I have always had difficulty with properly sexing my wild bettas, particularly fish from the coccina group.
In some of the species, the differences between the genders is obvious, but there are other species such as my Betta sp. cf. rutilans green, where the differences are much more subtle. I could probably spend all day comparing my rutilans and still get it wrong.
It's like when I read articles on how to distinguish between closely related species, and there is mention of counting rays and looking at scales. I sit there wondering how on earth these people are getting their fish to stay still long enough to even get to the 'greater snout length' stage. I have to cram my fish full of blackworms so they are too heavy to swim away if I want to get photos of anything more than their retreating backsides.
Of late, I have been using ventrals to guess the genders of my juveniles. I have found that even from a young age, males will show much fuller ventrals than the females, whose ventrals are generally fuller near the body before tapering down to a very fine point.
I also compare the fin sizes of fish that are of a similar age. The above female, is roughly the same age as her two brothers, both of which are already displaying fins that are much larger than hers. Apart from that, she also has a shorter, and much straighter anal fin than her two brothers, and visibly blander colouration.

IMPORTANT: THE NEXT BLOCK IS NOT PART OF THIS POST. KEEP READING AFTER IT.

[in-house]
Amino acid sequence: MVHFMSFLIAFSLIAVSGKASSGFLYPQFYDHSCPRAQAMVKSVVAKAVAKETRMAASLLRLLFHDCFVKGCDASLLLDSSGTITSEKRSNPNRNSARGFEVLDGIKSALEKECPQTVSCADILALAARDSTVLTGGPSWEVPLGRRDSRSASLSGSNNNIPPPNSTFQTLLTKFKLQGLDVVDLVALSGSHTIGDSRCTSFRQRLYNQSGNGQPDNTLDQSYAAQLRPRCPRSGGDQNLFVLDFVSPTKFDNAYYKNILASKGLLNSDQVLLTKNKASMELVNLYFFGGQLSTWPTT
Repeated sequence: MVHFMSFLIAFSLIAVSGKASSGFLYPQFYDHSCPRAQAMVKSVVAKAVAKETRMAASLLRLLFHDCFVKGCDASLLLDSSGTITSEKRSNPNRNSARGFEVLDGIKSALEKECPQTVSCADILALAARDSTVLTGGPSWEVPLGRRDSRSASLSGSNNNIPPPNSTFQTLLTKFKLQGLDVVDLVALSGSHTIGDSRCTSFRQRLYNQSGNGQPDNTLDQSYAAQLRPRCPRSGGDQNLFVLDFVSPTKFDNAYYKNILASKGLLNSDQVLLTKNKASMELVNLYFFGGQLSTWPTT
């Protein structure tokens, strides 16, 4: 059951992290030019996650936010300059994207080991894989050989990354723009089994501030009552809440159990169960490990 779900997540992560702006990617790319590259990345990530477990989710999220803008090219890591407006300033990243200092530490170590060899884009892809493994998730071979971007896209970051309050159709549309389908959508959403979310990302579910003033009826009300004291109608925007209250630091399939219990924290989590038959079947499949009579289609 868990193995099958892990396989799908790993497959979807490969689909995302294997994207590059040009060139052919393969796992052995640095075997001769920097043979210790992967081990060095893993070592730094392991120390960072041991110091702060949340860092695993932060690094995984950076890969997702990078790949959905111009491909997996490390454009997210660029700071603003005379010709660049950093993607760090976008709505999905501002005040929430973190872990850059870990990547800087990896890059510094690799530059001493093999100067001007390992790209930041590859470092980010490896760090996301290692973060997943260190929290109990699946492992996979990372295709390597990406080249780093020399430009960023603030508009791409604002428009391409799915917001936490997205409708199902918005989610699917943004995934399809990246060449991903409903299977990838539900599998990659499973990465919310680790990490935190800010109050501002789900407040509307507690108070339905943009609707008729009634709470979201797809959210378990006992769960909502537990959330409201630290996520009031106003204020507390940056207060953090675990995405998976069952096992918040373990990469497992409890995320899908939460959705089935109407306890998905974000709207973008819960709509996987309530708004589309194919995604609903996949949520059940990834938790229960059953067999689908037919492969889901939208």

I have come to realise that simply looking for an ovipositor is a poor way of sexing the coccina group species. Most of my males show 'false' ovipositors (even my mature males) and even with a bright torch, the fish are too dark to properly spot ovaries.
Fortunately, I have found that appearance tends to be fairly uniform amongst the juveniles, so that does make comparisons between individuals a lot easier because there is little variation to throw me off.
So far, I do have to say that I think I am improving with distinguishing between the male and female juveniles. Unfortunately, while it is easy to pick out the males even when still very young, I do still struggle with telling the difference between a male that hasn't quite sprouted yet, and a female.
Hopefully, as I start breeding and raising more fry, the process will get easier. Otherwise, I am going to have to wait until my fish are literally spawning before I can sell them as guaranteed pairs!
Hailing from Melbourne, Australia, I currently keep and breed a number of species from the coccina complex.